Griffin said child care organizations are looking to philanthropies or businesses to provide assistance. Sen. Patty Murray is pushing to get billions of dollars from the federal government for child care. Groups such as Launch and Boys and Girls Clubs do offer scholarships, but that likely will not stretch far enough to meet the need.
What that means is that some families who can't afford child care or can't find slots may leave their children at home alone during the day, and they will have to do their best to manage their own remote learning. Older siblings often have to babysit their younger siblings. Deeann Puffert, chief executive of the child care resource and referral organization Child Care Aware of Washington, said some families may even make the tough decision to leave younger children home alone during the school day.
“I do worry that there could be — due to untenable decisions — a choice could be made hoping that your 10-year-old is ready to watch the 6-year-old all day,” she said.
Puffert said she’s also worried that parents could be blamed for doing that when they’re in a tough spot and don’t have much of a choice.
This also raises basic questions of fairness and access to education. School this fall will follow more traditional school practices, such as giving grades and taking attendance — things that were essentially put on hold during distance learning in the spring. So a 10-year-old home alone and struggling to get online for classes could be penalized academically.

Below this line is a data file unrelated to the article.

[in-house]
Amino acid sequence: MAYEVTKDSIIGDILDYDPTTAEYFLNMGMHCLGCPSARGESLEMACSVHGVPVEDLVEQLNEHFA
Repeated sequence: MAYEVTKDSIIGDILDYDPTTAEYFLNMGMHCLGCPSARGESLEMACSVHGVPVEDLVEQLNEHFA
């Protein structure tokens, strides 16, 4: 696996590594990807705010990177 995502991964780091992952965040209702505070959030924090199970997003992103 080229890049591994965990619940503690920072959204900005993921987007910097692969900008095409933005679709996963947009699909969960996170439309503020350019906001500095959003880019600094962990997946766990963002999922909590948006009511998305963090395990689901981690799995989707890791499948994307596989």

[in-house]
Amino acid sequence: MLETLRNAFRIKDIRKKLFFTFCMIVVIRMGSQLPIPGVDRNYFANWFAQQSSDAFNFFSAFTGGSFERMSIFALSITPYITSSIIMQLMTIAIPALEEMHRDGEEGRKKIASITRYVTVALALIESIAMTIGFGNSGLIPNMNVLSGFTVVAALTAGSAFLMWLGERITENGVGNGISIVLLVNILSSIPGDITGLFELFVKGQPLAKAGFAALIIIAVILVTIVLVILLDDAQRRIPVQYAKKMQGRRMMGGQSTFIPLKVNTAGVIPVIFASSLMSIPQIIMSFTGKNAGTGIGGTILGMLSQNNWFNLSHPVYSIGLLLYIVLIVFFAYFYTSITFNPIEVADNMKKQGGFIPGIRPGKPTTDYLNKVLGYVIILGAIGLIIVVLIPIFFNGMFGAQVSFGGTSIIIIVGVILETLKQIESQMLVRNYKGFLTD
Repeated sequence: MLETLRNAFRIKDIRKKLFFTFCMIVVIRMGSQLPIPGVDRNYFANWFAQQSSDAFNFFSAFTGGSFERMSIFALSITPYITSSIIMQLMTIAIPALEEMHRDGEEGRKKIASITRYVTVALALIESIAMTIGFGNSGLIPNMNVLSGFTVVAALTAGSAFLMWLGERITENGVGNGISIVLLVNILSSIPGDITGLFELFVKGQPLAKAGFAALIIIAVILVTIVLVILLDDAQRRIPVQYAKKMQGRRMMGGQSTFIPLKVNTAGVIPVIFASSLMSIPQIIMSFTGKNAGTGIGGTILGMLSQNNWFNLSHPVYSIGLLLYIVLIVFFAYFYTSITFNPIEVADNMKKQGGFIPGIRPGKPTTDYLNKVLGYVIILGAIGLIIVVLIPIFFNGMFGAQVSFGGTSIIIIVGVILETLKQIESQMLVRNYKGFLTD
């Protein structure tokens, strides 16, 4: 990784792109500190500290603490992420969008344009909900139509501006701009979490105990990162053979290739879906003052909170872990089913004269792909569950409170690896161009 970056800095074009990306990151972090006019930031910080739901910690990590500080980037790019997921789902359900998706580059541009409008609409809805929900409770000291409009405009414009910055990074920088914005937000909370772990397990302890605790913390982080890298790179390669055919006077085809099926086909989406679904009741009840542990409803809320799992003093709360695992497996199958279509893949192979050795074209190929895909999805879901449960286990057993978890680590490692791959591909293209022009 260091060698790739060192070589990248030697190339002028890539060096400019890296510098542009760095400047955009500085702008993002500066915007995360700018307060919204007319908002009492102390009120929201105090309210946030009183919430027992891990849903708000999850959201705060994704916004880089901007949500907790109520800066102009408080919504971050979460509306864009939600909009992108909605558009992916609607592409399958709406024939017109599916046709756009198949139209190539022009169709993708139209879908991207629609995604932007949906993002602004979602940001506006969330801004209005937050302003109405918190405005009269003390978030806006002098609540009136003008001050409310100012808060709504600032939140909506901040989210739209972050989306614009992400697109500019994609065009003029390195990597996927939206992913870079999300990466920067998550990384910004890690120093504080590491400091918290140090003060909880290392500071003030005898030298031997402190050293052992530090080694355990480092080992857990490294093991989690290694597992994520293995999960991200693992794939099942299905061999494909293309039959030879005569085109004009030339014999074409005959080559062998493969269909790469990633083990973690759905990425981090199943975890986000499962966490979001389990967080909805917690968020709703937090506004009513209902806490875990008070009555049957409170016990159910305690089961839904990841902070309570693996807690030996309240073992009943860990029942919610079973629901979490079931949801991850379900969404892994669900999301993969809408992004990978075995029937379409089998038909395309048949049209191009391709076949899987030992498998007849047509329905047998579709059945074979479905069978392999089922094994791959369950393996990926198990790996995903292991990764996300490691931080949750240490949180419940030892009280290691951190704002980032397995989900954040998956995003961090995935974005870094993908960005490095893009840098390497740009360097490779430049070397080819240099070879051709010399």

As many families opt to send their kids to child care programs during school hours, thorny questions arise. Why are child care programs allowed to remain open if it’s not safe for schools to offer in-person instruction? And how do child care providers feel about working on the front line taking care of children in person when teachers will be teaching remotely?
In an email, a spokesperson for the Department of Health said that child care is an essential service and that the need for it has only increased as the state reopens in phases. And the health department said its detailed protocols around physical distancing, symptom monitoring and hand washing reduce risk.
A spokesperson for Public Health Seattle & King County said that there have been 20 outbreaks involving 15 child care facilities from March 22 through July. Those involved a total of 11 children and 44 employees. Earlier this month, he said the agency had three newly reported cases that they were preparing to investigate.
Puffert said it’s a contentious issue among child care workers that they continue to provide in-person care while schools will not open for in-person instruction. Child care workers earn substantially less than public school teachers.
“Many child care providers take a lot of pride in being essential workers and that this is part of their community contribution, that they take these sorts of risks,” Puffert said. “And other people are saying, 'Well, this doesn’t feel so fair.’”